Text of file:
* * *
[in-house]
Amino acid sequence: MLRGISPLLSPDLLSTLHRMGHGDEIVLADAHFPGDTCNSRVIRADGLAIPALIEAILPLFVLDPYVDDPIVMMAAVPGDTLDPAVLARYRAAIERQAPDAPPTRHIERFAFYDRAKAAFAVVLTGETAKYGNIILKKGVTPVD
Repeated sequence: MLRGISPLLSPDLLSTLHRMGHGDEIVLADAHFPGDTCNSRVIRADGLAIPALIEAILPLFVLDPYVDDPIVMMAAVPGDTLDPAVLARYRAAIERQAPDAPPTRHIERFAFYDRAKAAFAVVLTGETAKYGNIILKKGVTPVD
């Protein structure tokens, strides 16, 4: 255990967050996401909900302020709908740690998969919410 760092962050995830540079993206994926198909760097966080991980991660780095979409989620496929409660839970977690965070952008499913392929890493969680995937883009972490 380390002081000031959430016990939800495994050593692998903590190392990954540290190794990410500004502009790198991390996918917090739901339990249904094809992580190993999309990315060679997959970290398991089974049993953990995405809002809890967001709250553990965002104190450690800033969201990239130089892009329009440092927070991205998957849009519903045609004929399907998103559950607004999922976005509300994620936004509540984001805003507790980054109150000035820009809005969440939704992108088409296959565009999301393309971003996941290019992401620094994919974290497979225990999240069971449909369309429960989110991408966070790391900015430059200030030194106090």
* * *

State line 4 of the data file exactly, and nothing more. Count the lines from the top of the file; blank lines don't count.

């Protein structure tokens, strides 16, 4: 255990967050996401909900302020709908740690998969919410 760092962050995830540079993206994926198909760097966080991980991660780095979409989620496929409660839970977690965070952008499913392929890493969680995937883009972490 380390002081000031959430016990939800495994050593692998903590190392990954540290190794990410500004502009790198991390996918917090739901339990249904094809992580190993999309990315060679997959970290398991089974049993953990995405809002809890967001709250553990965002104190450690800033969201990239130089892009329009440092927070991205998957849009519903045609004929399907998103559950607004999922976005509300994620936004509540984001805003507790980054109150000035820009809005969440939704992108088409296959565009999301393309971003996941290019992401620094994919974290497979225990999240069971449909369309429960989110991408966070790391900015430059200030030194106090």